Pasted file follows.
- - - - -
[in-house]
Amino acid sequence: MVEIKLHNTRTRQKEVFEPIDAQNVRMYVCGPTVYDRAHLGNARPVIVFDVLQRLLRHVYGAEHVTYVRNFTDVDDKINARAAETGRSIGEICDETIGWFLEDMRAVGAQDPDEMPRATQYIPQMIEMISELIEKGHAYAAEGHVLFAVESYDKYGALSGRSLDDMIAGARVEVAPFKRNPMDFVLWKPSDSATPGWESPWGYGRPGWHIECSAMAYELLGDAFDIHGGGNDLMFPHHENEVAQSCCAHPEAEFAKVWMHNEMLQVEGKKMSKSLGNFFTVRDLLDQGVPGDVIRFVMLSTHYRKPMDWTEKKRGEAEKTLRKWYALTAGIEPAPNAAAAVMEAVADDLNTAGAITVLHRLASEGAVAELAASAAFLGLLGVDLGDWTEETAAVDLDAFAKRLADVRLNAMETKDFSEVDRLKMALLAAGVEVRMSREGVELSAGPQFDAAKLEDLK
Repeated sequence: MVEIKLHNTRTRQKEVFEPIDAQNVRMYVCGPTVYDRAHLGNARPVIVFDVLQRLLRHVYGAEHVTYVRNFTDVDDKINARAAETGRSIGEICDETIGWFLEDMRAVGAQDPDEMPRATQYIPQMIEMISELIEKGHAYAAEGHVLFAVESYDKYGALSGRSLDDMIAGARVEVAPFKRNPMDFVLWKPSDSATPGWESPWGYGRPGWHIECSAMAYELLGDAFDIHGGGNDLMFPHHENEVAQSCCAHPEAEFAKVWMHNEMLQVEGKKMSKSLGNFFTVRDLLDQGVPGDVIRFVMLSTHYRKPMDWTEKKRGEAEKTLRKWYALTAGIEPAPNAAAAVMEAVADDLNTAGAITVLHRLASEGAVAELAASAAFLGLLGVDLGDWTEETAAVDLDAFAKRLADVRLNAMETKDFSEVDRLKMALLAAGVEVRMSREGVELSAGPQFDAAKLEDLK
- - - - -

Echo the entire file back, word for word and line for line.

[in-house]
Amino acid sequence: MVEIKLHNTRTRQKEVFEPIDAQNVRMYVCGPTVYDRAHLGNARPVIVFDVLQRLLRHVYGAEHVTYVRNFTDVDDKINARAAETGRSIGEICDETIGWFLEDMRAVGAQDPDEMPRATQYIPQMIEMISELIEKGHAYAAEGHVLFAVESYDKYGALSGRSLDDMIAGARVEVAPFKRNPMDFVLWKPSDSATPGWESPWGYGRPGWHIECSAMAYELLGDAFDIHGGGNDLMFPHHENEVAQSCCAHPEAEFAKVWMHNEMLQVEGKKMSKSLGNFFTVRDLLDQGVPGDVIRFVMLSTHYRKPMDWTEKKRGEAEKTLRKWYALTAGIEPAPNAAAAVMEAVADDLNTAGAITVLHRLASEGAVAELAASAAFLGLLGVDLGDWTEETAAVDLDAFAKRLADVRLNAMETKDFSEVDRLKMALLAAGVEVRMSREGVELSAGPQFDAAKLEDLK
Repeated sequence: MVEIKLHNTRTRQKEVFEPIDAQNVRMYVCGPTVYDRAHLGNARPVIVFDVLQRLLRHVYGAEHVTYVRNFTDVDDKINARAAETGRSIGEICDETIGWFLEDMRAVGAQDPDEMPRATQYIPQMIEMISELIEKGHAYAAEGHVLFAVESYDKYGALSGRSLDDMIAGARVEVAPFKRNPMDFVLWKPSDSATPGWESPWGYGRPGWHIECSAMAYELLGDAFDIHGGGNDLMFPHHENEVAQSCCAHPEAEFAKVWMHNEMLQVEGKKMSKSLGNFFTVRDLLDQGVPGDVIRFVMLSTHYRKPMDWTEKKRGEAEKTLRKWYALTAGIEPAPNAAAAVMEAVADDLNTAGAITVLHRLASEGAVAELAASAAFLGLLGVDLGDWTEETAAVDLDAFAKRLADVRLNAMETKDFSEVDRLKMALLAAGVEVRMSREGVELSAGPQFDAAKLEDLK